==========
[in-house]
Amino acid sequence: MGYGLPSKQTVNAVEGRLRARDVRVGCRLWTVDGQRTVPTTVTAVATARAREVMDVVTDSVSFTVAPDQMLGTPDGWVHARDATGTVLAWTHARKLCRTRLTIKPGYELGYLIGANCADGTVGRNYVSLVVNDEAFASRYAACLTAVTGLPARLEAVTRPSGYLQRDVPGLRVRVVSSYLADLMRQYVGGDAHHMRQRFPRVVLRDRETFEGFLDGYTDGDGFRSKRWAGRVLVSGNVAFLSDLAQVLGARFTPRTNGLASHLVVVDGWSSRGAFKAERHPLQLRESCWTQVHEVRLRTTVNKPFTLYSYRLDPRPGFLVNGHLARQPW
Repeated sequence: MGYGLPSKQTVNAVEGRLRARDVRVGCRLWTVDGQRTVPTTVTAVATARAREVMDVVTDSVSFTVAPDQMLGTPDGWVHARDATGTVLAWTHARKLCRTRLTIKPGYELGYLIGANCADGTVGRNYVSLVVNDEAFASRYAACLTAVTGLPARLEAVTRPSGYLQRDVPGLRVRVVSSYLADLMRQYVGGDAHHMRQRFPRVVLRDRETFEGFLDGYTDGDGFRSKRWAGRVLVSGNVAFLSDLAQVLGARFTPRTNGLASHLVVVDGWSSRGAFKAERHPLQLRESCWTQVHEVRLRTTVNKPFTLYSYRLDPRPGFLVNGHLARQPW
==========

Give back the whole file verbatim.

[in-house]
Amino acid sequence: MGYGLPSKQTVNAVEGRLRARDVRVGCRLWTVDGQRTVPTTVTAVATARAREVMDVVTDSVSFTVAPDQMLGTPDGWVHARDATGTVLAWTHARKLCRTRLTIKPGYELGYLIGANCADGTVGRNYVSLVVNDEAFASRYAACLTAVTGLPARLEAVTRPSGYLQRDVPGLRVRVVSSYLADLMRQYVGGDAHHMRQRFPRVVLRDRETFEGFLDGYTDGDGFRSKRWAGRVLVSGNVAFLSDLAQVLGARFTPRTNGLASHLVVVDGWSSRGAFKAERHPLQLRESCWTQVHEVRLRTTVNKPFTLYSYRLDPRPGFLVNGHLARQPW
Repeated sequence: MGYGLPSKQTVNAVEGRLRARDVRVGCRLWTVDGQRTVPTTVTAVATARAREVMDVVTDSVSFTVAPDQMLGTPDGWVHARDATGTVLAWTHARKLCRTRLTIKPGYELGYLIGANCADGTVGRNYVSLVVNDEAFASRYAACLTAVTGLPARLEAVTRPSGYLQRDVPGLRVRVVSSYLADLMRQYVGGDAHHMRQRFPRVVLRDRETFEGFLDGYTDGDGFRSKRWAGRVLVSGNVAFLSDLAQVLGARFTPRTNGLASHLVVVDGWSSRGAFKAERHPLQLRESCWTQVHEVRLRTTVNKPFTLYSYRLDPRPGFLVNGHLARQPW